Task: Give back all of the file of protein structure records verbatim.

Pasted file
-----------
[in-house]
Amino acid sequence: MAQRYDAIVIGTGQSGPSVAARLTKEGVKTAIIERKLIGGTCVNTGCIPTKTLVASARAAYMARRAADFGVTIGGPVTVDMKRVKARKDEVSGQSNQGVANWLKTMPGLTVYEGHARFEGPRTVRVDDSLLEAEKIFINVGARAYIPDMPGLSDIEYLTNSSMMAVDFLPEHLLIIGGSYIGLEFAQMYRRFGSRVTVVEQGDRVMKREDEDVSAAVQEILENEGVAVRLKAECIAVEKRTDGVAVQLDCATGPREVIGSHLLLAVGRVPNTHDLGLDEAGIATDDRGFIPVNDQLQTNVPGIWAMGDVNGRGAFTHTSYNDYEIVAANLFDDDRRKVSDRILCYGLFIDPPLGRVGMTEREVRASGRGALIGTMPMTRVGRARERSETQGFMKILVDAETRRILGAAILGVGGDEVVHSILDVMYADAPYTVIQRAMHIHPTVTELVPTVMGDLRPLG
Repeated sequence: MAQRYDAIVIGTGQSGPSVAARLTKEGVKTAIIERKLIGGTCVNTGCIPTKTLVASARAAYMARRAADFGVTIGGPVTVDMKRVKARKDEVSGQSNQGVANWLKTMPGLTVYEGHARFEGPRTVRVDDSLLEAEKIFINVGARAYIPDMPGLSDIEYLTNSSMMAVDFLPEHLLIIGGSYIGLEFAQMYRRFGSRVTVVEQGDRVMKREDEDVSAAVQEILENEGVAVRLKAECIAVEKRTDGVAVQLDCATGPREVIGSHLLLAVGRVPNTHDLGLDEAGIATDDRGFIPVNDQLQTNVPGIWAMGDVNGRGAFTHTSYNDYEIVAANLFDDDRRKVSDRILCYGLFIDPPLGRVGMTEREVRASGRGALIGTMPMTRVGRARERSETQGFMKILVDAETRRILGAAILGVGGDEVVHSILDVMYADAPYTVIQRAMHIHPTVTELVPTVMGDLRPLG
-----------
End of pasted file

[in-house]
Amino acid sequence: MAQRYDAIVIGTGQSGPSVAARLTKEGVKTAIIERKLIGGTCVNTGCIPTKTLVASARAAYMARRAADFGVTIGGPVTVDMKRVKARKDEVSGQSNQGVANWLKTMPGLTVYEGHARFEGPRTVRVDDSLLEAEKIFINVGARAYIPDMPGLSDIEYLTNSSMMAVDFLPEHLLIIGGSYIGLEFAQMYRRFGSRVTVVEQGDRVMKREDEDVSAAVQEILENEGVAVRLKAECIAVEKRTDGVAVQLDCATGPREVIGSHLLLAVGRVPNTHDLGLDEAGIATDDRGFIPVNDQLQTNVPGIWAMGDVNGRGAFTHTSYNDYEIVAANLFDDDRRKVSDRILCYGLFIDPPLGRVGMTEREVRASGRGALIGTMPMTRVGRARERSETQGFMKILVDAETRRILGAAILGVGGDEVVHSILDVMYADAPYTVIQRAMHIHPTVTELVPTVMGDLRPLG
Repeated sequence: MAQRYDAIVIGTGQSGPSVAARLTKEGVKTAIIERKLIGGTCVNTGCIPTKTLVASARAAYMARRAADFGVTIGGPVTVDMKRVKARKDEVSGQSNQGVANWLKTMPGLTVYEGHARFEGPRTVRVDDSLLEAEKIFINVGARAYIPDMPGLSDIEYLTNSSMMAVDFLPEHLLIIGGSYIGLEFAQMYRRFGSRVTVVEQGDRVMKREDEDVSAAVQEILENEGVAVRLKAECIAVEKRTDGVAVQLDCATGPREVIGSHLLLAVGRVPNTHDLGLDEAGIATDDRGFIPVNDQLQTNVPGIWAMGDVNGRGAFTHTSYNDYEIVAANLFDDDRRKVSDRILCYGLFIDPPLGRVGMTEREVRASGRGALIGTMPMTRVGRARERSETQGFMKILVDAETRRILGAAILGVGGDEVVHSILDVMYADAPYTVIQRAMHIHPTVTELVPTVMGDLRPLG